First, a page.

Tamil Nadu

The case of the disputed symbol

Print edition : April 14, 2017

Former Tamil Nadu Chief Minister O. Panneerselvam (centre) and senior AIADMK leader Madhusudhanan (right) while distributing welfare aid on the 69th birth anniversary of Jayalalithaa at RK Nagar on February 24. Photo: B. JOTHI RAMALINGAM

N. Marudhu Ganesh, the DMK candidate. Photo: B. JOTHI RAMALINGAM

AiADMK leader T.T.V Dinakaran after filing his nomination papers on March 23. Photo: PTI

ON March 22, around 11 p.m., the Election Commission (E.C.) pronounced its verdict on “Dispute Case No.2 of 2017”, freezing the “two leaves” symbol of the All India Anna Dravida Munnetra Kazhagam (AIADMK), while refusing to decide on the substantive issue of the election of V.K. Sasikala as that party’s general secretary.

The late night order read:

“Neither of the two groups led by the petitioners (Shri E. Madhusudhanan, Shri O. Panneerselvam, and Shri S. Semmalai) and the respondents (Smt. V.K. Sasikala and Shri T.T.V. Dhinakaran) shall be permitted to use the name of the party ‘All India Anna Dravida Munnetra Kazhagam’; neither of the aforesaid two groups shall also be permitted to use the symbol ‘Two Leaves’, reserved for the All India Anna Dravida Munnetra Kazhagam; both the groups shall be known by such names as they may choose for their respective groups, showing, if they so desire, linkage with their parent ‘All India Anna Dravida Munnetra Kazhagam’; both the groups shall also be allotted such different symbols as they may choose from the list of free symbols notified by the Election Commission for the purposes of the current byelection from the Dr Radhakrishnan Nagar [RK Nagar] Assembly constituency in Tamil Nadu.”

The E.C. said that there were “practical difficulties in evaluating and adjudicating upon the huge evidence running into more than 20,000 pages adduced by both parties, and that too filed late in the evening yesterday [March 21]” apart from the oral submissions. Hence, the E.C. said it was “not in a position to give any final decision… in the short time available” and claimed that it was making an “interim order which may be fair to both the contending groups”.

Both the groups were asked to select a symbol from the list of free symbols by March 23 morning and a name by which they wanted to be recognised. The Sasikala faction wanted to be called AIADMK (Amma) and selected the “hat” as its symbol while the O. Panneerselvam (OPS) faction wanted to be called AIADMK (Puratchi Thalaivi Amma) and picked the “electric pole” as its symbol.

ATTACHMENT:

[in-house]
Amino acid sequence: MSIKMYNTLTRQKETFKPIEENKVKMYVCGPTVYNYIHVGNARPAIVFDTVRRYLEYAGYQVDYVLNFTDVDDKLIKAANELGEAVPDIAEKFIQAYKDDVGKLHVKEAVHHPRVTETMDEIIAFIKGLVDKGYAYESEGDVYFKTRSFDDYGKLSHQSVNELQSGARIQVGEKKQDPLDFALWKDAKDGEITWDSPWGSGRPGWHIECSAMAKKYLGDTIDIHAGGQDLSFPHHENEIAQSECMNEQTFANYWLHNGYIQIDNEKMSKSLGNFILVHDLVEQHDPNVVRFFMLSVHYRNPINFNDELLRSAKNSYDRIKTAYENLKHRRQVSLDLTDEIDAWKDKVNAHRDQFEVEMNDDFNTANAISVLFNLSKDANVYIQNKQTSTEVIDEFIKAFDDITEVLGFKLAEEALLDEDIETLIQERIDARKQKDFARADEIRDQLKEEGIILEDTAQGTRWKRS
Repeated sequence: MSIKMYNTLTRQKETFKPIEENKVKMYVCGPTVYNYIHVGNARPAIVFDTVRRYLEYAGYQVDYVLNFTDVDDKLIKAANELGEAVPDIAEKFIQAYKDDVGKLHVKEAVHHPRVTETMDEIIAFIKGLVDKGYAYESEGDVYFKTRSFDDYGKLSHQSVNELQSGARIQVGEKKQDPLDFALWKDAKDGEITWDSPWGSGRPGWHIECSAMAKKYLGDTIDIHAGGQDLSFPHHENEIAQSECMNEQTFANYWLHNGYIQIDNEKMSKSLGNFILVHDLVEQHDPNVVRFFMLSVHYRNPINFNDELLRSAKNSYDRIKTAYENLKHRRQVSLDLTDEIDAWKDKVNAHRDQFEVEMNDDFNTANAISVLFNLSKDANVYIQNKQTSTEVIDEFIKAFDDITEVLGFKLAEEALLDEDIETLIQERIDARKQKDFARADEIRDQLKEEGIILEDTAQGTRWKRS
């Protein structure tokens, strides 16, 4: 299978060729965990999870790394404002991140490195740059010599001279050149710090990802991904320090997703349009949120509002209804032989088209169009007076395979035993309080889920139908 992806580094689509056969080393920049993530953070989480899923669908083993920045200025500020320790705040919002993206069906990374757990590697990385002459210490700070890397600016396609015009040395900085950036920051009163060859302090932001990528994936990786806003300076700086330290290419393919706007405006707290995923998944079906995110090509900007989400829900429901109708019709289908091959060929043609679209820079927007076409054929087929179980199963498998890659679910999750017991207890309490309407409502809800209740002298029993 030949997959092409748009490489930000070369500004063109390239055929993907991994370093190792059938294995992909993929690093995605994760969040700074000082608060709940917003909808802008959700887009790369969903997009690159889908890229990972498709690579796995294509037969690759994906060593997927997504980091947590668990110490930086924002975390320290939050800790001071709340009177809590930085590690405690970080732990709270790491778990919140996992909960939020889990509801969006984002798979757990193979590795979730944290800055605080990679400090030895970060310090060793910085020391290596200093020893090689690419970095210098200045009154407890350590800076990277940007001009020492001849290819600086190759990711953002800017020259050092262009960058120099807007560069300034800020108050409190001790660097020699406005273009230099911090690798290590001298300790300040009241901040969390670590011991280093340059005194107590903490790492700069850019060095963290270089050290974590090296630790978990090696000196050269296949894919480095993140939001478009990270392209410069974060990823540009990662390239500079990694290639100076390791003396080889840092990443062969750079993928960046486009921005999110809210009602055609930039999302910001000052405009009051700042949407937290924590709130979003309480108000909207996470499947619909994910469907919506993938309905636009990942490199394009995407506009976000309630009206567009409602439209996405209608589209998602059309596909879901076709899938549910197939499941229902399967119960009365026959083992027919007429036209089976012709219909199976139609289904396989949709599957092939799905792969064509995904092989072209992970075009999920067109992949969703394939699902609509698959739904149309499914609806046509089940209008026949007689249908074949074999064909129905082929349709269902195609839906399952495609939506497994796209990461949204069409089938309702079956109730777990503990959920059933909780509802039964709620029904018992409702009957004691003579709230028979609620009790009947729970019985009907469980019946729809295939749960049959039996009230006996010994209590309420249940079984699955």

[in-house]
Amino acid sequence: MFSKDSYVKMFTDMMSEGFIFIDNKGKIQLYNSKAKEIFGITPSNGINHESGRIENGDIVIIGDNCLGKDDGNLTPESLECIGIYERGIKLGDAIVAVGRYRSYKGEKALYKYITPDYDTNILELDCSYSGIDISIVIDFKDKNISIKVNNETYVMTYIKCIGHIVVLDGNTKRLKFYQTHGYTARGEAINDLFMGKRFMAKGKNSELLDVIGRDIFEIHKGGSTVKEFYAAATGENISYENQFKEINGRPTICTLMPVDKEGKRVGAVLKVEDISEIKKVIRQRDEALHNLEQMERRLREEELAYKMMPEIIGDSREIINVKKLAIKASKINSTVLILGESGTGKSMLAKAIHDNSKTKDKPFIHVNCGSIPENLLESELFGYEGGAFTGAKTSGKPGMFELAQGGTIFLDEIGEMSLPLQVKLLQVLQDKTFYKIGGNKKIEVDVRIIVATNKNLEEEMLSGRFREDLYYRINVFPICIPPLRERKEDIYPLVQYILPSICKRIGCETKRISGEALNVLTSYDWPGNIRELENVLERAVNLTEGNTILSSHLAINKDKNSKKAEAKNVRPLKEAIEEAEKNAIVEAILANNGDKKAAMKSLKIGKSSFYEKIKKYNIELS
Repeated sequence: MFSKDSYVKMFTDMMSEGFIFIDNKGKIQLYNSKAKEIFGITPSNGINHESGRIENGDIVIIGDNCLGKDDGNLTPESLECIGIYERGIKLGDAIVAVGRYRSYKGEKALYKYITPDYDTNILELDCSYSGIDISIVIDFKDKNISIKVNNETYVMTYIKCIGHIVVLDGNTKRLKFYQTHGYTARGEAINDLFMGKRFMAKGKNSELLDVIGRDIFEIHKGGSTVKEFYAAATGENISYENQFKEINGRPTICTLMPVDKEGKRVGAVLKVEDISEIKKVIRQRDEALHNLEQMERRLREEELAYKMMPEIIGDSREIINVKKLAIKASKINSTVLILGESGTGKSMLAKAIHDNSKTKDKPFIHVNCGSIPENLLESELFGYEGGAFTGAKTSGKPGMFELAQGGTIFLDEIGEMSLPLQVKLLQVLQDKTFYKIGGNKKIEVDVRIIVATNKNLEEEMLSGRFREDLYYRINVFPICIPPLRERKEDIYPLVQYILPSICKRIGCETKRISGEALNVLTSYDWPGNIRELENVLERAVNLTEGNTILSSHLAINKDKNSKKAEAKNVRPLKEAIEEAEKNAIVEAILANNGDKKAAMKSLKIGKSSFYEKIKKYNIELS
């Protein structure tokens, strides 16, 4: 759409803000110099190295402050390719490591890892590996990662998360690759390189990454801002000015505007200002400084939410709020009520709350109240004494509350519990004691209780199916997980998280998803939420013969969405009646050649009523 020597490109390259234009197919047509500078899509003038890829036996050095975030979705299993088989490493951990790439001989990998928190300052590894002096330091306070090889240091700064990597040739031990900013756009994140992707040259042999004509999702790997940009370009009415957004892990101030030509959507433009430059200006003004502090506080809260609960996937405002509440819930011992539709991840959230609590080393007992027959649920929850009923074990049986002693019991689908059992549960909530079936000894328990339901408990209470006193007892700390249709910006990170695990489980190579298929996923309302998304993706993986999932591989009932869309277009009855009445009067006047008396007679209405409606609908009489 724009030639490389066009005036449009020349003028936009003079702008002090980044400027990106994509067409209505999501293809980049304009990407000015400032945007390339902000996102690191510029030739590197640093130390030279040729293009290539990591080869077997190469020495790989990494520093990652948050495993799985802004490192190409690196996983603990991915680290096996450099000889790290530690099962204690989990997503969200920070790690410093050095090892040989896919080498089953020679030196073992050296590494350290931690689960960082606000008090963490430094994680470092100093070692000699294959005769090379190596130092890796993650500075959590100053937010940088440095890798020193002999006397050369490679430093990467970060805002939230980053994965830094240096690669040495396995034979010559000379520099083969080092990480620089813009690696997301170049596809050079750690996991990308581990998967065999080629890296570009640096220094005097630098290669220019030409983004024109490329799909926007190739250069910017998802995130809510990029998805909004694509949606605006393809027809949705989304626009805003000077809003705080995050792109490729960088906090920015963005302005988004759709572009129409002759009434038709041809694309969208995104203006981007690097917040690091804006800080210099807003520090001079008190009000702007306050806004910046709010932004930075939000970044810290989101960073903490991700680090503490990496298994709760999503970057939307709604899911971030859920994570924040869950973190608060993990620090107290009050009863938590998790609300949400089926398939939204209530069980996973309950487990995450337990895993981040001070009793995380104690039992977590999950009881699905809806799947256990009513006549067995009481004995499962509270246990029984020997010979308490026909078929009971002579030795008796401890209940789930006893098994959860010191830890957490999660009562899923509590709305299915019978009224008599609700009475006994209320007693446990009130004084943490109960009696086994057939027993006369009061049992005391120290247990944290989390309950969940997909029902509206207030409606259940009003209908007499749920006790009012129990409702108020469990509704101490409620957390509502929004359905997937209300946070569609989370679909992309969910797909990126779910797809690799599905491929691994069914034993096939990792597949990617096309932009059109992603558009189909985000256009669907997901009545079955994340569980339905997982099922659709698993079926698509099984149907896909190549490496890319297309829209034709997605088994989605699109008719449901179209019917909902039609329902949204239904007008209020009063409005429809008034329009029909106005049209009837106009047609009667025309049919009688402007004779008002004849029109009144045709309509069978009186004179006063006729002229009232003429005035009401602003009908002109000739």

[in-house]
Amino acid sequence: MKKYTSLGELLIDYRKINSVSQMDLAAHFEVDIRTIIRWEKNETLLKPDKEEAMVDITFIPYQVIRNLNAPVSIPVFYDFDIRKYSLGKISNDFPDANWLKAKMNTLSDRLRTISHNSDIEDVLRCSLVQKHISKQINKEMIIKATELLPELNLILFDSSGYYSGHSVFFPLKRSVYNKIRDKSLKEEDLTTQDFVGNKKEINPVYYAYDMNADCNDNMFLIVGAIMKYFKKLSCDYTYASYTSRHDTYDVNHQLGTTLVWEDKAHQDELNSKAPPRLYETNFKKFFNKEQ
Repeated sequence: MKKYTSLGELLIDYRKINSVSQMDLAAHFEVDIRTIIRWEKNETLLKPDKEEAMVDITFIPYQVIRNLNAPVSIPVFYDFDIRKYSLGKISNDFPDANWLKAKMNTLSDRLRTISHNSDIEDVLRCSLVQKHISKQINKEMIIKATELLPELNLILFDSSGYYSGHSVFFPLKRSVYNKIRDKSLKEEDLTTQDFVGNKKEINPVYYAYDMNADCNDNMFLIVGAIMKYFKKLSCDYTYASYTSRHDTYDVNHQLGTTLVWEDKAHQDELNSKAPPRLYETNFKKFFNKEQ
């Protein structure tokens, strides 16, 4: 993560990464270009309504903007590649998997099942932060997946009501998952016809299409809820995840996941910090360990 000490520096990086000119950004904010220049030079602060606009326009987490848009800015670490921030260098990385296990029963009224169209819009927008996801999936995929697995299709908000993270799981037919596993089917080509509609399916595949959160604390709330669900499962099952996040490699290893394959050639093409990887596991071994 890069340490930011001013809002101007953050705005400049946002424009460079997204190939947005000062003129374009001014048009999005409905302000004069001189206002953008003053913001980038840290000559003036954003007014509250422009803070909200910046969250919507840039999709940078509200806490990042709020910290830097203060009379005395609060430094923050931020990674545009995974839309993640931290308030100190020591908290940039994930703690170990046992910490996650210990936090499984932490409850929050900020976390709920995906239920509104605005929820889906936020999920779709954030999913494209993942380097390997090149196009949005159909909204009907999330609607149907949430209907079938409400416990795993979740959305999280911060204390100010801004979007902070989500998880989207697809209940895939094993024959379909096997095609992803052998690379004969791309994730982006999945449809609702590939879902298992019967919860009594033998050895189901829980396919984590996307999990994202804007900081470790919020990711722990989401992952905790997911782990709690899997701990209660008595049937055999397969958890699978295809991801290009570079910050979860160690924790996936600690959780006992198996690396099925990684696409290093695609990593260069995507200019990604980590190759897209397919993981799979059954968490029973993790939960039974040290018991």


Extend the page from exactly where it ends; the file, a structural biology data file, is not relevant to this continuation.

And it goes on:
Both factions had their reasons for picking their respective symbols. The hat was popularised by AIADMK founder M.G. Ramachandran (MGR) in his movie “Anbe Vaa”, and there was a minor hat-mania in Tamil Nadu at that time. The electric pole, with two lamps on either side, is the closest in the free symbol list that resembles the two leaves. Over 28 years ago, when the AIADMK symbol was frozen by the E.C., Jayalalithaa, who headed a faction, took the rooster symbol, while her opponent, V.N. Janaki, wife of MGR, took the two doves symbol.

Even as the E.C. was seized of the issue, State Bharatiya Janata Party (BJP) president Tamilisai Soundararajan and a few other top BJP leaders made statements that the Commission would freeze the two leaves symbol. After the announcement of the verdict, Tamilisai claimed that this was “an expected outcome”, leading many political observers to wonder how the BJP was so sure that the symbol would be frozen. “The BJP has used the situation to its advantage. This is the truth,” said Communist Party of India leader Mutharasan.

The doubt of political party leaders has its basis in the reluctance of the E.C. to go into the election of Sasikala as party general secretary. Former AIADMK MP K.C. Palanisamy, who is now with the OPS faction, said he had filed a petition with the E.C. as early as January 6 contending that the election was not conducted as per the byelaws of the party and hence had to be annulled.